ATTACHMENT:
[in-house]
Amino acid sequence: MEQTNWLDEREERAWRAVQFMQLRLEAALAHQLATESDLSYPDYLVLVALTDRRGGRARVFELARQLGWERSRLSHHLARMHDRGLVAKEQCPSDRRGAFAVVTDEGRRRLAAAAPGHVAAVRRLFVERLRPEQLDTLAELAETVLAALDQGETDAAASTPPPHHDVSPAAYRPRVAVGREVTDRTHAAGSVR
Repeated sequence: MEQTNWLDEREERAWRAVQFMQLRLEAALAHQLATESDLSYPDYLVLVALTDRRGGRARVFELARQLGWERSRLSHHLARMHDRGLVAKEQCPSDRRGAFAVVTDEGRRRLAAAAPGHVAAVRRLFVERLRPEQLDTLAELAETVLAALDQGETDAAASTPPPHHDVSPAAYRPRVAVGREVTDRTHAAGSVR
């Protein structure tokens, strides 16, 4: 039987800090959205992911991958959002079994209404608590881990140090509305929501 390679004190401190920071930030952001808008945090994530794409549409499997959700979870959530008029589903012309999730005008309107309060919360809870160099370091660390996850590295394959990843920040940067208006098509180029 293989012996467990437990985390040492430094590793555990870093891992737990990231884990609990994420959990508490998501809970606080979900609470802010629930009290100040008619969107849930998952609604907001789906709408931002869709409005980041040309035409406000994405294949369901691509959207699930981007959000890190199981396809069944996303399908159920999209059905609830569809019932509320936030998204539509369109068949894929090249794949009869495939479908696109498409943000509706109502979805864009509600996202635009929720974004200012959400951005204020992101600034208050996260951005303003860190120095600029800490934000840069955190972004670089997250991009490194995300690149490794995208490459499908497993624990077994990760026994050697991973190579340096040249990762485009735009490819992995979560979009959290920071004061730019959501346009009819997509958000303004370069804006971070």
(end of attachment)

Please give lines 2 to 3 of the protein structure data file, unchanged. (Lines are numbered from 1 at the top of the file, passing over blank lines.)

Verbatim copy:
Amino acid sequence: MEQTNWLDEREERAWRAVQFMQLRLEAALAHQLATESDLSYPDYLVLVALTDRRGGRARVFELARQLGWERSRLSHHLARMHDRGLVAKEQCPSDRRGAFAVVTDEGRRRLAAAAPGHVAAVRRLFVERLRPEQLDTLAELAETVLAALDQGETDAAASTPPPHHDVSPAAYRPRVAVGREVTDRTHAAGSVR
Repeated sequence: MEQTNWLDEREERAWRAVQFMQLRLEAALAHQLATESDLSYPDYLVLVALTDRRGGRARVFELARQLGWERSRLSHHLARMHDRGLVAKEQCPSDRRGAFAVVTDEGRRRLAAAAPGHVAAVRRLFVERLRPEQLDTLAELAETVLAALDQGETDAAASTPPPHHDVSPAAYRPRVAVGREVTDRTHAAGSVR